William Maxwell Hetherington

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"William Hetherington" redirects here. For the Michigan man convicted of rape, see William Hetherington case.
William Maxwell Hetherington's grave, Grange Cemetery

William Maxwell Hetherington (4 June 1803 – 23 May 1865) was a Scottish minister, poet and church historian.


He was born in the parish of Troqueer, near Dumfries. After a parish school education, he was intended for a career as gardener, but entered the University of Edinburgh in 1822, Hetherington became minister of Torphichen, Linlithgow, in 1836;[1] in the same year he married Jennie, daughter of the Rev. Dr. Meek of Hamilton.[2]

In 1843 he adhered to the Free Church of Scotland, and in 1844 was appointed to a charge in St Andrews. He became minister of Free St. Paul's Church, Edinburgh, in 1848; and was appointed professor of apologetics and systematic theology in the Free Church College, Glasgow, in 1857.[2]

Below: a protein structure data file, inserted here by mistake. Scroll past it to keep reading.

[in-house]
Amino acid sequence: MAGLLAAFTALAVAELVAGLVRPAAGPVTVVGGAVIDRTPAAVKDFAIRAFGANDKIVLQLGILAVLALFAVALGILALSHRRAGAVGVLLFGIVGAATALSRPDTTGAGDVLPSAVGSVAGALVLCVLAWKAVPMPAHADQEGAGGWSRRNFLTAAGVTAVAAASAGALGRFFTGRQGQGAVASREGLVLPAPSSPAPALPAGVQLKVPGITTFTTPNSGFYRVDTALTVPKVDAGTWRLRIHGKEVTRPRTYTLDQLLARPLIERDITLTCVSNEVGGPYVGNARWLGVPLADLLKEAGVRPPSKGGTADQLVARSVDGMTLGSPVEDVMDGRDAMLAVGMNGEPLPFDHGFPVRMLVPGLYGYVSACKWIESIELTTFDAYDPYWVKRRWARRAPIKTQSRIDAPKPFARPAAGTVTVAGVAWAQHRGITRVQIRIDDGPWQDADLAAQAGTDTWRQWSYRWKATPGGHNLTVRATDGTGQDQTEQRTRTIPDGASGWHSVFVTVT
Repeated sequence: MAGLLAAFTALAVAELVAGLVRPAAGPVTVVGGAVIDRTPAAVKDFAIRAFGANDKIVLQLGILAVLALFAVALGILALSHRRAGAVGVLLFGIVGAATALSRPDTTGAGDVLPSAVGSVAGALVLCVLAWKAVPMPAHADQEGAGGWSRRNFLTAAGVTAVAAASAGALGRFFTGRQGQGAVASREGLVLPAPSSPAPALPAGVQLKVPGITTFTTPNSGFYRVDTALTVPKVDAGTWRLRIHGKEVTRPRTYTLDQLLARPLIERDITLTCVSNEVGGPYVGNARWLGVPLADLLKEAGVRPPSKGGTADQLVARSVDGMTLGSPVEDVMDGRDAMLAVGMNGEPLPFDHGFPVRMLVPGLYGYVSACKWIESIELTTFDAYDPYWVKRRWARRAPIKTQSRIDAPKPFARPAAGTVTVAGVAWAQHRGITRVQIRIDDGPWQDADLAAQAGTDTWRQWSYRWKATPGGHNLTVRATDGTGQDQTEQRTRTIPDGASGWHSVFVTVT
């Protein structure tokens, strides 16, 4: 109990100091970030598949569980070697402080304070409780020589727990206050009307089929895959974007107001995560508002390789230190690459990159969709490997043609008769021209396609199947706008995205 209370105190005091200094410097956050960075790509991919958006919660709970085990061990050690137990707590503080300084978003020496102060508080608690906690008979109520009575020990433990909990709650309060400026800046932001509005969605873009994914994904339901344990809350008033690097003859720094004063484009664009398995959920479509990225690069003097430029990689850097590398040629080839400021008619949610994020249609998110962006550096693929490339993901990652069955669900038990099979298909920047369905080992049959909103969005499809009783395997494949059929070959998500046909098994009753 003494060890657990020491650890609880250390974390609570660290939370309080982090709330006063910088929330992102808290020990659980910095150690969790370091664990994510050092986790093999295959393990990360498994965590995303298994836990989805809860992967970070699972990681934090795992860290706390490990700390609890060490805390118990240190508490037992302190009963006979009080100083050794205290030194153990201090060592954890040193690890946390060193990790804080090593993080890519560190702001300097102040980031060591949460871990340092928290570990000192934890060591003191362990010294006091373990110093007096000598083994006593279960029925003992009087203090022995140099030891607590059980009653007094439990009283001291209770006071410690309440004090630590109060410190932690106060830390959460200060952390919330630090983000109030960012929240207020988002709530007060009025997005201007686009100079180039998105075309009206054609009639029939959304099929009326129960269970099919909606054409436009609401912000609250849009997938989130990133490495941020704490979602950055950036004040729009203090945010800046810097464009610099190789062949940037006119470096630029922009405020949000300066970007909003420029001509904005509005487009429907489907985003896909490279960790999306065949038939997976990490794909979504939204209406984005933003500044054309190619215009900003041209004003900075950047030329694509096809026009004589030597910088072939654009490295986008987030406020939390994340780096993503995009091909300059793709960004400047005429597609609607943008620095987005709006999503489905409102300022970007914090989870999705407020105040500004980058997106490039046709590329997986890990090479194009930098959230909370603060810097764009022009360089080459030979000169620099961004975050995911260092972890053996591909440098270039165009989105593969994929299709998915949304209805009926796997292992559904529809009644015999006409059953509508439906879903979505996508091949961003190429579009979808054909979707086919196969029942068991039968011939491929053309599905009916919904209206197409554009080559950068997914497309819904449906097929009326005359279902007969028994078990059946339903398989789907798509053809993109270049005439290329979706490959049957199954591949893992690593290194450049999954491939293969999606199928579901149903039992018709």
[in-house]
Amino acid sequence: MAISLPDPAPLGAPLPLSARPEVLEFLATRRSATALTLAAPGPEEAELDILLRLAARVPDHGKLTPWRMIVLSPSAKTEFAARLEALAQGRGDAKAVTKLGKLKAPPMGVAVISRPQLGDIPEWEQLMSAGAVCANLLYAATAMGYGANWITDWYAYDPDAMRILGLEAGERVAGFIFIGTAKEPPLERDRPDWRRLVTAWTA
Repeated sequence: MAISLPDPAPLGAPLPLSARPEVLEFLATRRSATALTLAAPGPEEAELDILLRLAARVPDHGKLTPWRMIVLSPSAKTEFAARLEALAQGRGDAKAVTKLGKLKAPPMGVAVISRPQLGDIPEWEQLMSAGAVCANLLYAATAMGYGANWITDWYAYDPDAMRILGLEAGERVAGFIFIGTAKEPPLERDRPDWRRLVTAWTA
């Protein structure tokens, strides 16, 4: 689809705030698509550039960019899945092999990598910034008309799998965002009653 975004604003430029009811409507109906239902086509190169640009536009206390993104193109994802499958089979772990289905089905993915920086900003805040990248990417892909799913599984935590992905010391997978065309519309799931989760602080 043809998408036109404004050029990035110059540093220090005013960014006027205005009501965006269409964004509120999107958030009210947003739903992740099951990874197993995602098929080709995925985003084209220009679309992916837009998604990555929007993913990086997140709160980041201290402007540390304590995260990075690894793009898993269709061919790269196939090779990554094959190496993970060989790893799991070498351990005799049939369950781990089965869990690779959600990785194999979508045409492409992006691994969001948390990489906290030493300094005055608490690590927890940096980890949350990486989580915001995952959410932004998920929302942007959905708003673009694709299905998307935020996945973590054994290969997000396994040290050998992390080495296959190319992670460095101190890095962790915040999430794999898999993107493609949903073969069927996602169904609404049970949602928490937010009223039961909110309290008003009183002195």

Before completing his studies for the church he published, in 1829, Twelve Dramatic Sketches' founded on the Pastoral Poetry of Scotland, with delineations of scenery and manners.[2]

Besides his poems Hetherington published:

  • The Ministers Family, 1838, a popular evangelical work.
  • History of the Church of Scotland from the Introduction of Christianity to the Period of the Disruption, May 18, 1843, 1843. A partisan book, it was preceded by an essay On the Principles and Constitution of the Church of Scotland, and reached a seventh edition in 1852.
  • History of the Westminster Assembly of Divines, 1843. It was edited and annotated in 1878 by Robert Williamson.[2]

In 1844 Hetherington established the Free Church Magazine, which he edited for four years. He also contributed to religious periodicals, especially the British and Foreign Evangelical Review, and published sermons, poems, and some shorter religious works.[2]

He is buried on the north edge of the north-west section of Grange Cemetery in Edinburgh under a huge granite Celtic cross by John Rhind.



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